• Babies who are sick should NOT be abruptly weaned. You can pump and store breast milk until your baby can take it again.

What complementary foods can I give my baby?

At about 6 months, you’ll start to introduce solid foods into your baby’s diet. When this happens, your baby will begin to take less breast milk.

Introduce solids one at a time and in small amounts at the beginning. Some babies get very constipated if they are given too much solid food early on.

You can also offer your baby small amounts of water once or twice a day, usually after 6 months of age. It’s best not to offer juice at this age. Too much juice can lead to dental caries, obesity or even poor weight gain and diarrhea.

If you give your baby water, or alternate milks, offer it in a cup instead of a bottle. Breastfed babies easily learn to drink from a cup as early as 6 months of age. You can also try this with expressed breast milk.

What to offer
6 to 12 months
  • Breast milk
  • Iron-fortified infant formula
  • Begin introducing solid foods
12 to 18 months
  • Breast milk
  • Whole cow’s milk (3.25%)
18 to 24 months
  • Breast milk
  • Whole cow’s milk (3.25%).
  • 2% milk is okay if your child is growing well and eating a variety of foods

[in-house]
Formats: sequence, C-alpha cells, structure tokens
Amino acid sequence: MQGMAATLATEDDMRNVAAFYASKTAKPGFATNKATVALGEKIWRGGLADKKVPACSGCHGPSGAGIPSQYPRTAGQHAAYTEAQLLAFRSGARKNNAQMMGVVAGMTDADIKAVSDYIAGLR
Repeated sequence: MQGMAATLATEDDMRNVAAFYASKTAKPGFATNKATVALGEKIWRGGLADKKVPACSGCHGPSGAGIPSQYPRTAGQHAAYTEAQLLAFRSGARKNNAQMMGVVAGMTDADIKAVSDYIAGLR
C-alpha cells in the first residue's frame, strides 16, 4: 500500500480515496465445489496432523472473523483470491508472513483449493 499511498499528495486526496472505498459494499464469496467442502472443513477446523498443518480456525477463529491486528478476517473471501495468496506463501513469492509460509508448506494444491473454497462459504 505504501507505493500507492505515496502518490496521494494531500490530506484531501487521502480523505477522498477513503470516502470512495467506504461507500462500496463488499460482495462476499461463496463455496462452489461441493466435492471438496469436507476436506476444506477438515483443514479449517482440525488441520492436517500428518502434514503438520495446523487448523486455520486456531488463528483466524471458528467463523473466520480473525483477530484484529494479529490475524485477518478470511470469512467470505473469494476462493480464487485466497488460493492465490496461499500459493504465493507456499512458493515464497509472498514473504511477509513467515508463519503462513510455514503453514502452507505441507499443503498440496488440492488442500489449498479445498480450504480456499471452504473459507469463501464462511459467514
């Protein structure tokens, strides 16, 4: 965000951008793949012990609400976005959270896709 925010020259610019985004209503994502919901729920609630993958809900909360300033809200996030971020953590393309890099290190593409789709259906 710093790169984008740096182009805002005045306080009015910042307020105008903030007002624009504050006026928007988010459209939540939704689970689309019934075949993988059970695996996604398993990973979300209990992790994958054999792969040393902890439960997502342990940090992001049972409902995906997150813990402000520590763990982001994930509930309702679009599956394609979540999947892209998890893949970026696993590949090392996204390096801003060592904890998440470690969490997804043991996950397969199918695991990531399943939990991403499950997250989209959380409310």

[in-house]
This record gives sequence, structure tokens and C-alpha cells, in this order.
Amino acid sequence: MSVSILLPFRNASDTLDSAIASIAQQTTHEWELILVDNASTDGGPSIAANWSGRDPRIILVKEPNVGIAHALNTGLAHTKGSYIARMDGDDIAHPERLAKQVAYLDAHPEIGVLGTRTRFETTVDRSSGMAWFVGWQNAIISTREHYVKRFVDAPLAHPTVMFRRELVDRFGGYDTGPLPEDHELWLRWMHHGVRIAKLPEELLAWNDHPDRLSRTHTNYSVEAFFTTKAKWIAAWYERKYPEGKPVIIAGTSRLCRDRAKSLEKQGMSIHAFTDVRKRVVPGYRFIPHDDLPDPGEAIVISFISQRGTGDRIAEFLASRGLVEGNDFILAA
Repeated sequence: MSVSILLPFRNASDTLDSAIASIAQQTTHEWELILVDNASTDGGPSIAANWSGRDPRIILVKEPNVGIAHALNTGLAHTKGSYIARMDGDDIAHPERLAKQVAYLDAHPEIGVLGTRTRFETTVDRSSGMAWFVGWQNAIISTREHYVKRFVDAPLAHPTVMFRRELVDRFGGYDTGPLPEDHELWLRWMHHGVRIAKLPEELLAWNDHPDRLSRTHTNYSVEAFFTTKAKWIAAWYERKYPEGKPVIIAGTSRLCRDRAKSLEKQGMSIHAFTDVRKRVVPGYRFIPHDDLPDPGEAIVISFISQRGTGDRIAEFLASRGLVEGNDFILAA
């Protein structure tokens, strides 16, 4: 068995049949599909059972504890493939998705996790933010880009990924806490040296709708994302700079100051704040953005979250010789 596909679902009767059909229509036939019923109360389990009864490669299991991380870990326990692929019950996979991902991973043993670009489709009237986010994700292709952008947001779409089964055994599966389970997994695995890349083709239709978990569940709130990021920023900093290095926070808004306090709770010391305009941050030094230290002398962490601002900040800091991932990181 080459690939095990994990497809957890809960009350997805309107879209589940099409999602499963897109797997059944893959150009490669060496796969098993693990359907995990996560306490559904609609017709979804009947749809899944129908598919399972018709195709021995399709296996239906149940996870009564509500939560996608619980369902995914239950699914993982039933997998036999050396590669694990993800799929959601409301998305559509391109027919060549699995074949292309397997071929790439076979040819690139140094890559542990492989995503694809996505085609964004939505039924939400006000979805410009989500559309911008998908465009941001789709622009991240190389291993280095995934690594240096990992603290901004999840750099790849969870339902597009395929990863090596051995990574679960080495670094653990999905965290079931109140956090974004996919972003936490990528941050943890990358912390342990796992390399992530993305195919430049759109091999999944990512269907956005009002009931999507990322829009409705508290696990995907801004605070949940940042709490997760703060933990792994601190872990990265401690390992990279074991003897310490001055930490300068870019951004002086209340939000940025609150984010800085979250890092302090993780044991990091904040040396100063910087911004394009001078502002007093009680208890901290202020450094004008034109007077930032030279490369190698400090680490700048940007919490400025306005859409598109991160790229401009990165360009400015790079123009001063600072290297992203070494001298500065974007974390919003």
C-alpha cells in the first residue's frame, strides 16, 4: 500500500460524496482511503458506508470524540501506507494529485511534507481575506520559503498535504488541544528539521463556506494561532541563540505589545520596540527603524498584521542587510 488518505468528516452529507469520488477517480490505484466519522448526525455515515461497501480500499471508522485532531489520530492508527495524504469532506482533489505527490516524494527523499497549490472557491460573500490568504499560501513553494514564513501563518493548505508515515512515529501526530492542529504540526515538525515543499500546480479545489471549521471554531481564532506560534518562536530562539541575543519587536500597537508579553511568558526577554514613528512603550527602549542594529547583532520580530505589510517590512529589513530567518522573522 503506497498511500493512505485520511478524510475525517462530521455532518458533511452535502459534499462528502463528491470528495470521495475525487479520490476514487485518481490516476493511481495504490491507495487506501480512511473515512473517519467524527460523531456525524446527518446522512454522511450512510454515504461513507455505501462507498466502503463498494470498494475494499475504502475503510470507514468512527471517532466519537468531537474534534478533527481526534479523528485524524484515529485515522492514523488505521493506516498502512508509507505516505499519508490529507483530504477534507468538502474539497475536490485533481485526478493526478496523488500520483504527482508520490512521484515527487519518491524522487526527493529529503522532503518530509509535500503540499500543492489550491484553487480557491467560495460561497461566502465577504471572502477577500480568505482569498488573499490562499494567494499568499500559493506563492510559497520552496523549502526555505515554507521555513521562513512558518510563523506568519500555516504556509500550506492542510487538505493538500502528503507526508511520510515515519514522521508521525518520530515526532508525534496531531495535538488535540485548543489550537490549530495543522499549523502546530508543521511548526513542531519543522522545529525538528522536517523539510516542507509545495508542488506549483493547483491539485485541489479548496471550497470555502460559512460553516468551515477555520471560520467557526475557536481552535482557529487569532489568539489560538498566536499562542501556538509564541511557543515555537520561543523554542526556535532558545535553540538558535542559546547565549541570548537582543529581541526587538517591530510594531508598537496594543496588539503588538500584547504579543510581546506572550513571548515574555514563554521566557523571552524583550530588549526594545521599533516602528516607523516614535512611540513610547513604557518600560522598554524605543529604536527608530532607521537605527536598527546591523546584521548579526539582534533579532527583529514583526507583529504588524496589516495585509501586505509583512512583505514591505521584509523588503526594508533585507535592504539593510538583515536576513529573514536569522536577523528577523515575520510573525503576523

2 to 5 years

After 12 months of age, your baby should not take more than 16 to 24 ounces (500 mL to 720 mL) of milk per day. Otherwise, she’ll fill up and won’t want to eat solid foods. Also, she may develop iron deficiency anemia. If your baby has a milk allergy, talk to your doctor about what to use for substitute feedings.

For complete information on introducing solids into your baby’s diet, read our information on Feeding your baby in the first year.

My baby is refusing the breast. Does that mean he’s ready to wean?

No, it doesn’t necessarily mean your baby is ready to wean. Sometimes babies go on a “nursing strike” and suddenly refuse to breastfeed. There can be many causes, such as teething, an ear infection or other illness, the onset of your period, a change in your diet, soap, or even deodorant.

Here are some tips to encourage your baby to start breastfeeding again:

  • Make feeding time special and quiet; try to limit distractions. Sometimes, as babies get older, they are more interested in looking at the things happening around them then focusing on nursing.
  • Cuddle and soothe your baby as much as possible.